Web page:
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How Regulated Gambling Can Boost the Economy

Written by:
Payton
Published on:
Jul/03/2014

In recent years, there has been a lot of focus on the potential impacts of a legalised worldwide gambling market. As more and more countries and U.S. states start to regulate the market to their residents, there have been calls from both critics and supporters of its possible effects.

One major argument for supporters is the major boost real-money gaming can provide to the economy. Since back in 1850, when gambling was legalised in Macau, governments have been reaping the benefits of a licensed gaming industry. 

In fact, Macau is a prime example of the positive potential of gambling. The region is one of the fastest growing gambling markets in the world, with gross revenue from casino games almost tripling in the last five years. By 2015, the casino gaming market revenue in Macau is expected to reach over $60 billion, marking an almost 300% increase since 2010.

Similarly, areas of the US such as Las Vegas and Atlantic City also generate huge revenues from the tourism that their gambling sectors attract. In 2013, Las Vegas generated more than $6 billion from the gambling trade, with Atlantic City generating over $3 billion.

It’s not just revenue that can contribute to the economy either. Gambling resorts provide a lot of jobs. A new $4 billion resort to begin development in Las Vegas later this year for example is expected to open up 11,000 jobs alone. With new opportunities of employment and the generation of much-needed revenue for the economy, through both tourism, costs to the government and general spending, it’s hardly surprising that more territories are looking to implement a gambling market.

As well as physical establishments, online gambling is a huge source of revenue as well. The global digital gambling market is estimated to be worth $39.5 billion this year, according to research by Statista. By 2015 that figure is predicted to grow to $41.4 billion.

Nevada, New Jersey and Delaware were the first U.S. states to legalise online gambling and many more look set to follow. Different countries are also looking to capitalise on online gambling spend. Portugal are set to regulate online poker as early as 10th July in the hope that the regulation of the market will form part of a wider project to boost tax revenues.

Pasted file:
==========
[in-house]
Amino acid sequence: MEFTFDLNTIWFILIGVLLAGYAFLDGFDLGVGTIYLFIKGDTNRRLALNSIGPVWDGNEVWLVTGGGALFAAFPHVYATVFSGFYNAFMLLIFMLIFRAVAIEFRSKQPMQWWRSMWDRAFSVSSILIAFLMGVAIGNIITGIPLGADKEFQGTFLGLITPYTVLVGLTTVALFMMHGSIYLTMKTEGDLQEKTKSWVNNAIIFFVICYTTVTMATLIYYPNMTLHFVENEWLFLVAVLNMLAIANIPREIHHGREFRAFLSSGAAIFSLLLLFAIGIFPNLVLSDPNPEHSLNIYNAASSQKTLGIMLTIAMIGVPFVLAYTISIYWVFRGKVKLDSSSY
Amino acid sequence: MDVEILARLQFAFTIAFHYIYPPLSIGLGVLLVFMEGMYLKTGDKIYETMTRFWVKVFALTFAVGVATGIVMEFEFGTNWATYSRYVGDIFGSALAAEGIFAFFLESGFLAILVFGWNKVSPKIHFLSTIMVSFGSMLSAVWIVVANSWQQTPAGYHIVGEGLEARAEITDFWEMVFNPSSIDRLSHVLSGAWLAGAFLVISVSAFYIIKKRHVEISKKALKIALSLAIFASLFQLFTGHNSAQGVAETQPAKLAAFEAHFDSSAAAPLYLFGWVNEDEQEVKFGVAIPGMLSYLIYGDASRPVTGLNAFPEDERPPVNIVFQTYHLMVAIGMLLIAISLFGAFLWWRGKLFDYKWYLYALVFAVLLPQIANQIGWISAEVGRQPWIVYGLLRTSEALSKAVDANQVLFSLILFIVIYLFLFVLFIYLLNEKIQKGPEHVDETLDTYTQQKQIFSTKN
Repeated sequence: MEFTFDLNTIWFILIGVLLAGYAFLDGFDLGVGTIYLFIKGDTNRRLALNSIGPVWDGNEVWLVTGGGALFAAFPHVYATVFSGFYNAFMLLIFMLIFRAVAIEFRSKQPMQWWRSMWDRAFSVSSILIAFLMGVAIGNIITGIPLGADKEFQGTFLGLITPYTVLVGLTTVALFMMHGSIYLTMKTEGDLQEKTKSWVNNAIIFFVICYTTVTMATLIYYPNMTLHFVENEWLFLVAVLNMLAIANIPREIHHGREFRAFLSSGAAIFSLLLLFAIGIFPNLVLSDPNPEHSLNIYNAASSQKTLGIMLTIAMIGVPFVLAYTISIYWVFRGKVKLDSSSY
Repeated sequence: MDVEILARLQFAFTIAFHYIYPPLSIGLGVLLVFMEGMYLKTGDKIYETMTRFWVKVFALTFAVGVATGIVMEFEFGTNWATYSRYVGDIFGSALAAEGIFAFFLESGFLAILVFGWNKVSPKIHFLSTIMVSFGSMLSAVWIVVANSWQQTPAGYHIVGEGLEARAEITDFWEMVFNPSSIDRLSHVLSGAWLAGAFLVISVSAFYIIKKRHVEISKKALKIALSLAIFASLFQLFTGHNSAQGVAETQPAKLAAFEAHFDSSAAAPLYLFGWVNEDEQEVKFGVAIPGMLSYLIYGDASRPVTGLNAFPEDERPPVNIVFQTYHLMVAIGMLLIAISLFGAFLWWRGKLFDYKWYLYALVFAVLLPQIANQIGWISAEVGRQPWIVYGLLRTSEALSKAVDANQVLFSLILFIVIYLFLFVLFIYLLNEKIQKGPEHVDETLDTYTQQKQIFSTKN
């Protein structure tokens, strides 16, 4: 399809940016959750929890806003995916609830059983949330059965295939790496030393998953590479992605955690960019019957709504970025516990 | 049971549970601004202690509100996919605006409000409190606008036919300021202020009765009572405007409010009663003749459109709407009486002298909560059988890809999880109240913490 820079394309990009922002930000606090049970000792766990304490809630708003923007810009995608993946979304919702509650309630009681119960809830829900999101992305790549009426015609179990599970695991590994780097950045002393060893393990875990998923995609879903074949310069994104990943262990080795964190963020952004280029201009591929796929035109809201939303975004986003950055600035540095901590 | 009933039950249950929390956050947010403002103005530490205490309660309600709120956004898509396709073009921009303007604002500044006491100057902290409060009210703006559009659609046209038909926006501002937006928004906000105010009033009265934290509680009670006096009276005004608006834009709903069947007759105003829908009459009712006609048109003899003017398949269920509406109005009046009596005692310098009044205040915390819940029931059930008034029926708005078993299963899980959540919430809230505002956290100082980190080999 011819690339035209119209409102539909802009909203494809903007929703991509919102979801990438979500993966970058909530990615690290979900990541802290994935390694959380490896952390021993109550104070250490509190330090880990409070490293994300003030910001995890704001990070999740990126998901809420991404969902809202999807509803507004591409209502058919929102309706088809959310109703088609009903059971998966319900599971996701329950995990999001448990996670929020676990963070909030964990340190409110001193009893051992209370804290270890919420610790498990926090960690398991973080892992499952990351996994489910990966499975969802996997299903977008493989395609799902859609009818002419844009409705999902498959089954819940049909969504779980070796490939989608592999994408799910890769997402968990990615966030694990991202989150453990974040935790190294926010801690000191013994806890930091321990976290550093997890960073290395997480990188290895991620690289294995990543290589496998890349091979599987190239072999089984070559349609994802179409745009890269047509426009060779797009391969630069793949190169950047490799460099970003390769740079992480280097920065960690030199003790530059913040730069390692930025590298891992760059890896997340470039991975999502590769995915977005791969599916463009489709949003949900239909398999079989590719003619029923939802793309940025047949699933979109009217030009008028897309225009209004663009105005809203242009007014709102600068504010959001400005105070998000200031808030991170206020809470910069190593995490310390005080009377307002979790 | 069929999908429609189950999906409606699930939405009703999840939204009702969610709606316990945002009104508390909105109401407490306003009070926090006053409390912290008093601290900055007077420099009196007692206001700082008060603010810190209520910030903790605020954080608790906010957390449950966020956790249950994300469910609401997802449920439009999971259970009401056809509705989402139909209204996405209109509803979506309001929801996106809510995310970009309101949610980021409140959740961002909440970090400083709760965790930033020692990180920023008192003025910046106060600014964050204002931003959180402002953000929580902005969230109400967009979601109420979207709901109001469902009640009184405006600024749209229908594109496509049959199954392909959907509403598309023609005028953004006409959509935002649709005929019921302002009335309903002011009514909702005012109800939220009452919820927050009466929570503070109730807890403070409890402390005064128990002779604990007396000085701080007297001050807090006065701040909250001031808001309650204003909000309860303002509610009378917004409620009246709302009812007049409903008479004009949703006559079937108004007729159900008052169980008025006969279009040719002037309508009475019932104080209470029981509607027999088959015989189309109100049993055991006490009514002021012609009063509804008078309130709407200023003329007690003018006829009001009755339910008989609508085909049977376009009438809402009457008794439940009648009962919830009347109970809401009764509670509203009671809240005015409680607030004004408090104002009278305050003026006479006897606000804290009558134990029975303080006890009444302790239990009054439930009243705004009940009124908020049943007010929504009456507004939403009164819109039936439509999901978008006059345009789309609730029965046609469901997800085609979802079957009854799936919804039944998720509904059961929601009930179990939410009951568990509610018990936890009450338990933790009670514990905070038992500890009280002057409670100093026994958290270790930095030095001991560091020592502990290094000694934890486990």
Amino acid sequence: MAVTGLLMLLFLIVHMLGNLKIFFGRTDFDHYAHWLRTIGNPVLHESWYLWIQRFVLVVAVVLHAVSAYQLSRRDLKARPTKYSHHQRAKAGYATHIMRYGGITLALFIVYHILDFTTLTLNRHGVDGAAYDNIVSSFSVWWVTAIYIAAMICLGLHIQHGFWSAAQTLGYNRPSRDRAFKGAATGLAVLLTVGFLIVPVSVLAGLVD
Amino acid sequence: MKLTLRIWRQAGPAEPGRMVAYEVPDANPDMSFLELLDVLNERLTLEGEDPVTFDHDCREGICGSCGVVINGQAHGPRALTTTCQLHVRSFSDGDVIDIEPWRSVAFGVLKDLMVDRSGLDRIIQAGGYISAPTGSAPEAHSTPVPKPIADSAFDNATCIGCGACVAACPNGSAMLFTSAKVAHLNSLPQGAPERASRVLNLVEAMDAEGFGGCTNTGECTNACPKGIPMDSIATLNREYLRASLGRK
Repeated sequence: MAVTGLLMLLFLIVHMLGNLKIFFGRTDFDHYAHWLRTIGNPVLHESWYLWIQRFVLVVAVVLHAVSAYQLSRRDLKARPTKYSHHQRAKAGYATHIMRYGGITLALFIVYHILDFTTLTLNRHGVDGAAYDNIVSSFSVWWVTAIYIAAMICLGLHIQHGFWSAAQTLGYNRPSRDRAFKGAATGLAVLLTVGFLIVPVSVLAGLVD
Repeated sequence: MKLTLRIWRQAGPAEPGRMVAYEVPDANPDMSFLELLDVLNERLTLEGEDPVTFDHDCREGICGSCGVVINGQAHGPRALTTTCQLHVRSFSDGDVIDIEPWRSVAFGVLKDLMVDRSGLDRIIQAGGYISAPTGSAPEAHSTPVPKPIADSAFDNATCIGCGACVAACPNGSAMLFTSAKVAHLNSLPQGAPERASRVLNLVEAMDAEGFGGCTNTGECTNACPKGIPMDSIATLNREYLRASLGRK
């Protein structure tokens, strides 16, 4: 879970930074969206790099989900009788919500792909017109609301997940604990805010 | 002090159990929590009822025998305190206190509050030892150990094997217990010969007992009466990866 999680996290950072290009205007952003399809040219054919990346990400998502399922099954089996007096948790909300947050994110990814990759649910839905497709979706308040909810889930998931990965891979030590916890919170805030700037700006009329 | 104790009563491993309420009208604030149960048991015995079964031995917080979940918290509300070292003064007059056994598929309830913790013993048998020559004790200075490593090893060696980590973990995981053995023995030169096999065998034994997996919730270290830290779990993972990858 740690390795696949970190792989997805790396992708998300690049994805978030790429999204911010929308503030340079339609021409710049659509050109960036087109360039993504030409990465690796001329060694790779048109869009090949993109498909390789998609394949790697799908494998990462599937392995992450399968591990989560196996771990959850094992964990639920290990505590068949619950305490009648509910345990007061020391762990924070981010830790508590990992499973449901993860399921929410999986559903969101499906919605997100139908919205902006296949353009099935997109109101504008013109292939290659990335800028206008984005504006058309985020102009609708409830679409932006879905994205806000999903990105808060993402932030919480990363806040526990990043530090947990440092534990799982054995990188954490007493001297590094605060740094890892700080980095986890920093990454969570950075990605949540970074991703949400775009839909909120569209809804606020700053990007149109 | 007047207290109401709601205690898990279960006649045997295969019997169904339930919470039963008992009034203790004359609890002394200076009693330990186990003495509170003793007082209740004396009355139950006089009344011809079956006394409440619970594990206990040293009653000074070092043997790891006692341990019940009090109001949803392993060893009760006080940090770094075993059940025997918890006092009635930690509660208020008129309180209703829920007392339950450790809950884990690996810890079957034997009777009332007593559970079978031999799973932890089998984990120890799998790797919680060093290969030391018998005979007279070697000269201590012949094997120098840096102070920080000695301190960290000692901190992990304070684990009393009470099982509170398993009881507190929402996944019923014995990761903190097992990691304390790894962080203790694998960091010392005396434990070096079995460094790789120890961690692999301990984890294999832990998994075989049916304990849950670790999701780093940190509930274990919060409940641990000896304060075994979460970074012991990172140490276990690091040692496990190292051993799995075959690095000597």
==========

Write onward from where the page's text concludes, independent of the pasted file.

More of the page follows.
Another country that could boost its economy via online gambling is Australia. According to Casino Reef, “if a bill was passed to legalise online gambling in Australia but limiting the gambling to domains registered within Australia” then the Australian government could “keep a good eye on the gambling figure” while also receiving a “healthy slice of pie by taxing the total revenue”. Their research shows that the country could receive $201 billion in total if they introduced and regulated the online industry.

A number of factors have to be considered when it comes to legalising gambling. It is not a move that should be taken lightly considering the possible negative effects. However, it is clear that a proper regulated industry can provide the boost to the economy that so many governments are seeking. By 2015 that figure is predicted to grow to $41.4 billion.

 

Nevada, New Jersey and Delaware were the first U.S. states to legalise online gambling and many more look set to follow. Different countries are also looking to capitalise on online gambling spend. Portugal are set to regulate online poker as early as 10th July in the hope that the regulation of the market will form part of a wider project to boost tax revenues. 

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